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Dark Money and the Meth House Dark Money and the Meth House

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Dark Money and the Meth House

What do a Montana outside spending group, a meth house and the Supreme Court have to do with one another?

Well, a box of mysterious documents found inside of a Colorado meth house suggest possible illegal coordination between an outside spending group -- Western Tradition Partnership -- and candidates' 2008 and 2010 campaigns for state offices, Frontline and ProPublica report.

WTP has since changed its name to American Tradition Partnership, and successfully challenged a Montana law that placed caps on corporate and union political donations. The Supreme Court ruled in favor of the group and declined to revisit the 2010 Citizens United case, dismissing the notion that the court's 2010 federal ruling didn't apply to states.

Montana Commissioner of Political Practices' investigator Julie Steab first received the box of documents, and she concluded that WTP was running a number of state campaigns. ATP executive director Donny Ferguson denied that the group broke any law or that endorsed specific candidates.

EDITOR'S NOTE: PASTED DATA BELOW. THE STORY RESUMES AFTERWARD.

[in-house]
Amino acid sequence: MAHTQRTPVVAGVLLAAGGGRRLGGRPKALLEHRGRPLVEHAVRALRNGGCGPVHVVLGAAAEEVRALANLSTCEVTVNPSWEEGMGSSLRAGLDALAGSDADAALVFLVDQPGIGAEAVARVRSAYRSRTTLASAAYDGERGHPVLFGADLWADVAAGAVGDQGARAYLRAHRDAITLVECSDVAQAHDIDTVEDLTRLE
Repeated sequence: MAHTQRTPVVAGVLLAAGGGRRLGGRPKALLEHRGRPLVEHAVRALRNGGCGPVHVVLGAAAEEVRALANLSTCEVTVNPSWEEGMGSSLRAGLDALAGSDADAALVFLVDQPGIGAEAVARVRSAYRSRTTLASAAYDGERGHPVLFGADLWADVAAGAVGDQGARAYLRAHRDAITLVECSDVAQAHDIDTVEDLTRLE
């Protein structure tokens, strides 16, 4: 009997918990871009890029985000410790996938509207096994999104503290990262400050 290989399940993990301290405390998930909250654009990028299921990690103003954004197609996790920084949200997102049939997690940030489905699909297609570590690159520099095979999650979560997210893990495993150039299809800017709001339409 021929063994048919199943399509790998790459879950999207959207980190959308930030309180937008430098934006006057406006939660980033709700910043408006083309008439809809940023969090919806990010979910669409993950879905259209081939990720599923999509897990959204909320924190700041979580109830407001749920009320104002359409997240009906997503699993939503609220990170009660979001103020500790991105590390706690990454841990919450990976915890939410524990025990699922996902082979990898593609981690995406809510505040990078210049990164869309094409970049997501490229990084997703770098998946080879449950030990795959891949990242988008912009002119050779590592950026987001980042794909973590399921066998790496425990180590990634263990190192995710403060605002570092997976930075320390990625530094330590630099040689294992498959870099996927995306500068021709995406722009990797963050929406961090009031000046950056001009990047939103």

OK, but what about this meth house business? Mark Siebel, a convicted felon "said he stumbled on [the documents] inside a known meth house near Denver at some point in late 2010," Frontline and ProPublica report. From the story:

It's not clear how they got there. Siebel said a friend found them in a stolen car. After reading through some of the documents, he reached out to people he thought might be interested in them -- primarily Colorado candidates attacked by Western Tradition Partnership. A lawyer married to one of the candidates shipped the boxes off to Montana investigators.

By that time, however, the Montana probe into the group's activities in the 2008 election was over. Steab also said that there was no way to determine for certain where the documents were from and who owned them. There was no whistleblower, and no information about how the records ended up in Colorado.

Read the entire report here.

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